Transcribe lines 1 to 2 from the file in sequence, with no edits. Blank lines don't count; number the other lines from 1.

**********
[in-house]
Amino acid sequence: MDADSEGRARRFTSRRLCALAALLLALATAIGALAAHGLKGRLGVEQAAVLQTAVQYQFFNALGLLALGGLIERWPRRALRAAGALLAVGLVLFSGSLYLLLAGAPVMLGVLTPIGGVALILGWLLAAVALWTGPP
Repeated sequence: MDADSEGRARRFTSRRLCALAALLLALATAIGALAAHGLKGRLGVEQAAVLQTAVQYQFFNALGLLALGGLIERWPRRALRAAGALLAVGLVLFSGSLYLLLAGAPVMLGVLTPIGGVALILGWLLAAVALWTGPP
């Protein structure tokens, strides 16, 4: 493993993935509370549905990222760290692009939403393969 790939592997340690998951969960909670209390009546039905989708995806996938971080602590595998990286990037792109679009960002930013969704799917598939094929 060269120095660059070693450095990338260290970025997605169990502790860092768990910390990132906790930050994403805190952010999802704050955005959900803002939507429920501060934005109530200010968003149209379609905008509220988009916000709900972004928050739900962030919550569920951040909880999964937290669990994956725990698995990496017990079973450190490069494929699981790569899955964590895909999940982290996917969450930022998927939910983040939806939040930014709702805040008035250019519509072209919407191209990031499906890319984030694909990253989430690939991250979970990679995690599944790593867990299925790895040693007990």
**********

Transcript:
[in-house]
Amino acid sequence: MDADSEGRARRFTSRRLCALAALLLALATAIGALAAHGLKGRLGVEQAAVLQTAVQYQFFNALGLLALGGLIERWPRRALRAAGALLAVGLVLFSGSLYLLLAGAPVMLGVLTPIGGVALILGWLLAAVALWTGPP